Another former UDFA with aspirations for the swing tackle job, William Sweet has had a bit of a rough start to his NFL career. He signed with the Cardinals following the 2019 NFL Draft, but wound up on IR at the end of training camp. Sweet then spent most of the next summer with the 49ers, before being cut prior to the start of the 2020 NFL season. He was then signed to the Cowboys practice squad, where he spent the rest of the season before signing a futures contract for 2021. He was waived by Dallas in May and was claimed by the Falcons the very next day. Sweet has excellent size and length for the position and is a potentially dominant run blocker, but he’s limited athletically and can be a liability in pass protection.

THE DEPTH COMPETITION: Willie Beavers, Kion Smith

Willie Beavers

6’5, 320 | 2020 Stats: N/A

It’s unclear where some of these players will line up in training camp—the Falcons have taken to labeling almost every offensive lineman as “OL” on the roster—but Willie Beavers seems most likely to factor in at tackle due to his size and experience there in college. Beavers was drafted in the 4th round of the 2016 NFL Draft by the Vikings, but was waived prior to the start of the season and placed on the practice squad. He bounced between the Vikings, Patriots, Seahawks, Bears, and 49ers over the next few years before winding up on Atlanta’s practice squad last season. The team brought him back on a futures contract this offseason and the new staff kept him around to compete in camp.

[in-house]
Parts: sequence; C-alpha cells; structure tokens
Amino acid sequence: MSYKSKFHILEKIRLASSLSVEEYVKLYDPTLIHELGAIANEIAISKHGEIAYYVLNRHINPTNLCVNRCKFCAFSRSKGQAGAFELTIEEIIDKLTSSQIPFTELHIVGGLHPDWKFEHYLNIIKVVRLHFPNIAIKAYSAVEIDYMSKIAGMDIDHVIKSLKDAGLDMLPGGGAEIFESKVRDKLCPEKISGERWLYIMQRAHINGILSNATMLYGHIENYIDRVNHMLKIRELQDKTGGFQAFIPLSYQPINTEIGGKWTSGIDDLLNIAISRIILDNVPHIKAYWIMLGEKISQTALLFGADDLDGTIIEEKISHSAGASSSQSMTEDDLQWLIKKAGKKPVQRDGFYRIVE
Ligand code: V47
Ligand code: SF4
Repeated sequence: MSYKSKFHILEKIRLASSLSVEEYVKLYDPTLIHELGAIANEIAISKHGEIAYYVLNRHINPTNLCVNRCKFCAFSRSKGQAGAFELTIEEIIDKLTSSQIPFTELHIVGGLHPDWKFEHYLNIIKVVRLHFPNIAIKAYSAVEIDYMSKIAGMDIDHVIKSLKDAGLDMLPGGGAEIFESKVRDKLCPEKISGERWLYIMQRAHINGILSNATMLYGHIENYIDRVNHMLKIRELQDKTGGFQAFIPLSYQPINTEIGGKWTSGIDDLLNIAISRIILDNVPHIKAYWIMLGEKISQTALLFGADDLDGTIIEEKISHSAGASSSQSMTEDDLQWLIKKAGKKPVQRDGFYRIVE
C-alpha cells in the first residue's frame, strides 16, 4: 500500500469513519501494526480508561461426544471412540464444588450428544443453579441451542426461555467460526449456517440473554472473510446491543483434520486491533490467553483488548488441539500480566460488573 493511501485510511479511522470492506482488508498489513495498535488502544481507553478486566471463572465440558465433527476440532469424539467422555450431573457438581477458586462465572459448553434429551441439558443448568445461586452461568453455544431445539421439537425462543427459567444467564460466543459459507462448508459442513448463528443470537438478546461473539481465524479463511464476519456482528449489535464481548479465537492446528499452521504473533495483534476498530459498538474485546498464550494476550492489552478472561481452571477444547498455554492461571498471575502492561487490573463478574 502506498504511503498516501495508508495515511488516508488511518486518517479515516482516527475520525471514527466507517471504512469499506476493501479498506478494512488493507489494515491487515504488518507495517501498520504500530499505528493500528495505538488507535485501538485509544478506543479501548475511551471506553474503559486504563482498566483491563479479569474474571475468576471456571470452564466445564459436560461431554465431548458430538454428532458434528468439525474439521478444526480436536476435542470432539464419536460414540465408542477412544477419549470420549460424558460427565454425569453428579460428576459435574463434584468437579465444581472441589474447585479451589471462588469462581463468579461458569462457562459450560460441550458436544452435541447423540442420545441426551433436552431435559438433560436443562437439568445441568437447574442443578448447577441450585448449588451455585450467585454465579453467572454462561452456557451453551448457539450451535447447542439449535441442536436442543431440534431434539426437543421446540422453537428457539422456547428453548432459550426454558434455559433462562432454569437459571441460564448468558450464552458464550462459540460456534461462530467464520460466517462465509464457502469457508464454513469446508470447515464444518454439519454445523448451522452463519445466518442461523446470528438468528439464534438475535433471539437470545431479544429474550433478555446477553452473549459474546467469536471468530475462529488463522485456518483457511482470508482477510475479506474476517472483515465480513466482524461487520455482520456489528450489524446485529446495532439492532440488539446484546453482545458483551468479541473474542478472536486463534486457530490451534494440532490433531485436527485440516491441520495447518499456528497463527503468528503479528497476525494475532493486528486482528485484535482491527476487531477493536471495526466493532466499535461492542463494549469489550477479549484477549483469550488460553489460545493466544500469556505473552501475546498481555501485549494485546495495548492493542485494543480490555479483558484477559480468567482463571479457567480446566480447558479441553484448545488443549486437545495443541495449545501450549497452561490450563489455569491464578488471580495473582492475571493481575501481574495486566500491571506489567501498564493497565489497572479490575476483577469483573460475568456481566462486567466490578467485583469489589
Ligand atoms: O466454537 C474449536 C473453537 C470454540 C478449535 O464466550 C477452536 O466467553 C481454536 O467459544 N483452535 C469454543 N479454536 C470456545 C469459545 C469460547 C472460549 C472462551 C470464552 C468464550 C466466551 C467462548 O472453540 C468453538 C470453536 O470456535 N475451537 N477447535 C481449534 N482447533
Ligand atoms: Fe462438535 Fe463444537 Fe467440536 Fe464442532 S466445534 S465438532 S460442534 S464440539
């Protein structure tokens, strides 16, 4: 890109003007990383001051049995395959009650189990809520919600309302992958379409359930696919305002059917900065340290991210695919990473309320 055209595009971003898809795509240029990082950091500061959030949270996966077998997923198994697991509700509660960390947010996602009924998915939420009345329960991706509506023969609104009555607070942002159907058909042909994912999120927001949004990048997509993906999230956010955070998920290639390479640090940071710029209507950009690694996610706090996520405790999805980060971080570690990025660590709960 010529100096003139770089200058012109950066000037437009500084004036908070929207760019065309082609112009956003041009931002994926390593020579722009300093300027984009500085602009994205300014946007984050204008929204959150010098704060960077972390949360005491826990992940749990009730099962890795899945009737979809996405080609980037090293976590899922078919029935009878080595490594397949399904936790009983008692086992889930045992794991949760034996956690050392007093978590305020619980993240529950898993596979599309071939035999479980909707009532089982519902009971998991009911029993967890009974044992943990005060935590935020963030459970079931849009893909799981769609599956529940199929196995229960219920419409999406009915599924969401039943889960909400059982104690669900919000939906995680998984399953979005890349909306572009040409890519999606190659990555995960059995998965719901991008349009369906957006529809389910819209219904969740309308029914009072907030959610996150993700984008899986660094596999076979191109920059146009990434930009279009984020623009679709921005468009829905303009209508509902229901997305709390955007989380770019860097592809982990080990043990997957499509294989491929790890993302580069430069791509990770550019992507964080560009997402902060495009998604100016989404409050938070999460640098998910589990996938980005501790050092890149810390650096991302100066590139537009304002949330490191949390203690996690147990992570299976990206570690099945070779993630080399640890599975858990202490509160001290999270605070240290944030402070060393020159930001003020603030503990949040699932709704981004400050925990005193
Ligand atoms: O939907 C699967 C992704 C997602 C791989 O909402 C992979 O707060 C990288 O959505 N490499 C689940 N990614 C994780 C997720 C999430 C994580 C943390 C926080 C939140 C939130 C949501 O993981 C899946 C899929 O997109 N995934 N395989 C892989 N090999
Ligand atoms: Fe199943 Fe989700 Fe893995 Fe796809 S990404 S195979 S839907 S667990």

Kion Smith

6’6, 315 | 2019* Stats (College): 11 games started

The next in the line of developmental swing tackle prospects, Kion Smith looks a lot more like Ryan Schraeder than Matt Gono. Smith has good size and solid athleticism to go along with great length. He’s definitely a project who lacks technique and strength throughout his frame, but Smith has the traits teams tend to covet in their tackle prospects. If Smith can impress enough in training camp, he’s got a strong chance to wind up on the practice squad for the 2021 NFL season.